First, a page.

Southern Brooklyn

Armed Subway Mugger Who Told Victims “I Have A Gun With A Silencer” Arrested, Then Mysteriously Hospitalized

Surveillance video captured the suspect after one of his robberies. (Source: Gothamist)

A man believed to be behind as many as eight armed subway robberies was arrested after his latest mugging, which occurred at Gravesend’s Avenue U station on the F line.

CBS News reports:

Eric Gay, 43, of Brooklyn, is charged with three counts of robbery. Investigators believe he may be responsible for as many as eight muggings since Sunday.

As CBS 2′s Alice Gainer reported, each time, the suspect allegedly walked up to his victims, said he had a gun with a silencer and then robbed them.  However, they also said none of the victims actually saw the weapon the attacker claimed to have.

The attacks took place in the East Village, West Village, Queens and Brooklyn, police said.  Items the suspect stole ranged from iPods to cellphones, cash and MetroCards.

It was the Gravesend robbery that lead to his arrest. Gay allegedly robbed a man of an Android phone at the Avenue U station. Police tracked the phone and canvassed the area nearby, with the victim riding along. The witness spotted him, and cops made the bust.

Gay was taken to Kings County Hospital Center before being booked at the Brooklyn Robbery Squad. It’s unclear why he was hospitalized, and a follow-up by Gothamist returned no leads.

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  1. People convicted of felonies committed on the mass transit system should be barred from using the system for the duration of any probation or, if incarcerated, parole. Perhaps exceptions might be made for trips to work or school, but, for these thugs, the use of the system should be a privilege and not a right. Many, if not most, subway criminals are repeat offenders, so imposing this age-old penalty of “banishment” will help reduce subway crime, with violators subject to re-arrest simply for being found on the system between unapproved hours or destinations. Transit users are a captive audience, so victimizing them should be a crime even more serious than random street crime, with penalties to match.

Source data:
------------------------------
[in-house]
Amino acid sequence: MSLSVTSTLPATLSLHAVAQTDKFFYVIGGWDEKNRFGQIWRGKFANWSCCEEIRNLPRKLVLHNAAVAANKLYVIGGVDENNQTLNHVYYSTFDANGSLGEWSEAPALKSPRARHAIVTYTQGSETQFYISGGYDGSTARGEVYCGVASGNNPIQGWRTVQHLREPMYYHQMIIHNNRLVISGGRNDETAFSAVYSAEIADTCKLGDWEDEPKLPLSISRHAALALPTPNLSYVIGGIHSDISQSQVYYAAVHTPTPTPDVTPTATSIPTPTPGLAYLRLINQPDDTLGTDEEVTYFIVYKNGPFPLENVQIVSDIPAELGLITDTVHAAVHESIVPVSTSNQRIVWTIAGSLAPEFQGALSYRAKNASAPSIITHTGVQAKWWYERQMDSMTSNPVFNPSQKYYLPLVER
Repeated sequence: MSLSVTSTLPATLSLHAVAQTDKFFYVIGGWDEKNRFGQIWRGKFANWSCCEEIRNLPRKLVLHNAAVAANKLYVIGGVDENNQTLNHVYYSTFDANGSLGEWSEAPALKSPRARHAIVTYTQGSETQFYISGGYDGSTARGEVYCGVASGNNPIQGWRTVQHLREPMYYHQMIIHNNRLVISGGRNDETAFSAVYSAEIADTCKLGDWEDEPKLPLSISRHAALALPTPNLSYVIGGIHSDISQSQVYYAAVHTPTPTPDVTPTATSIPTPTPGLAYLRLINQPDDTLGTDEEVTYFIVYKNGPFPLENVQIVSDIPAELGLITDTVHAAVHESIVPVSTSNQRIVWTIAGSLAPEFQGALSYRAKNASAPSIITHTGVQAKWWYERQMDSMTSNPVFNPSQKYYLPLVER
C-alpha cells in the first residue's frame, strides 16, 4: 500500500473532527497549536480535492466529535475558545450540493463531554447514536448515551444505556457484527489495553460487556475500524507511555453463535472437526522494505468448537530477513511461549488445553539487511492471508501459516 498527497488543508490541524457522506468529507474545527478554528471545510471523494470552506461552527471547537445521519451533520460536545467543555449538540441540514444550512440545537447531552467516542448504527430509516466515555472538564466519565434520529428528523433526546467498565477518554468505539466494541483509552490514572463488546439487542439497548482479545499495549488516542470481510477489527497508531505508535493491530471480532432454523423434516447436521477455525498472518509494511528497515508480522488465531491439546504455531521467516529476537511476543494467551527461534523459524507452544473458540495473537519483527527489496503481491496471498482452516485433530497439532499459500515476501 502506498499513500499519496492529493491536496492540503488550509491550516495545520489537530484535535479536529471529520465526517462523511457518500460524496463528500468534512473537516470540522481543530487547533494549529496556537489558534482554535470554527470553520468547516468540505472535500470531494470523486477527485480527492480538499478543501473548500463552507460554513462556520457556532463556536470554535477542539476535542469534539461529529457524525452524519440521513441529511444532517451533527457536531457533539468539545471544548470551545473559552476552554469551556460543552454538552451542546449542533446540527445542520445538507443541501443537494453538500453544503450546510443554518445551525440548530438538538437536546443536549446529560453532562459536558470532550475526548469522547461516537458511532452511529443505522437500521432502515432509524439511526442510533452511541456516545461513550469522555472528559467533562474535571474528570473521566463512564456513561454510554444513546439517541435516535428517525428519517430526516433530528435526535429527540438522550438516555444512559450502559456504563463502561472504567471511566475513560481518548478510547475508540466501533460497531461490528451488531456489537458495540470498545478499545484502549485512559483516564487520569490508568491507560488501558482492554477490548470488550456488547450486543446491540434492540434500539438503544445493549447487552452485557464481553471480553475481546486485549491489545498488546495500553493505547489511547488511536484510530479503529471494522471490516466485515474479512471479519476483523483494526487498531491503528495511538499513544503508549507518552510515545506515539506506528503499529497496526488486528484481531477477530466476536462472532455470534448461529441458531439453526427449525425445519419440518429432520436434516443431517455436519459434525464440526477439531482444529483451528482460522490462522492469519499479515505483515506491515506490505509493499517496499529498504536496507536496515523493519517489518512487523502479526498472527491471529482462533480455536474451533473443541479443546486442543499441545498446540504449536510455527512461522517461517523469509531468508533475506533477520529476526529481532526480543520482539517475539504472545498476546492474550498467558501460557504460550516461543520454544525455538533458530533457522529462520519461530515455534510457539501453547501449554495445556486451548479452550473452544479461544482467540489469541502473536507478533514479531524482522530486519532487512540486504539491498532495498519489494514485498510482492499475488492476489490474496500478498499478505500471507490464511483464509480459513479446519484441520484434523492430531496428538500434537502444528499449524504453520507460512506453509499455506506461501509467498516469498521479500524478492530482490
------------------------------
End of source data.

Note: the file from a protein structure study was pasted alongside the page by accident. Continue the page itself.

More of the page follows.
And BTW, because the subway system is a controlled-access environment, why not create a bias-free version of SQ&F by placing concealed metal detectors at the entrances and exits of selected subway stations? While this may not snag perps only pretending to have a gun, it would, even in these cases, give the police an opportunity to at least get a closer look at persons fitting the descriptions of suspects being sought.
    The City’s war on crime has been tainted by the discriminatory nature of SQ&F, but it’s important that we keep up the fight, bring crime-fighting techniques up to Constitutionally acceptable standards, and not throw out the baby with the bath water.

  2. Good idea but how do you stop someone from buying a metrocard…and stop & frisk doesnt happen on a subway car (bus)

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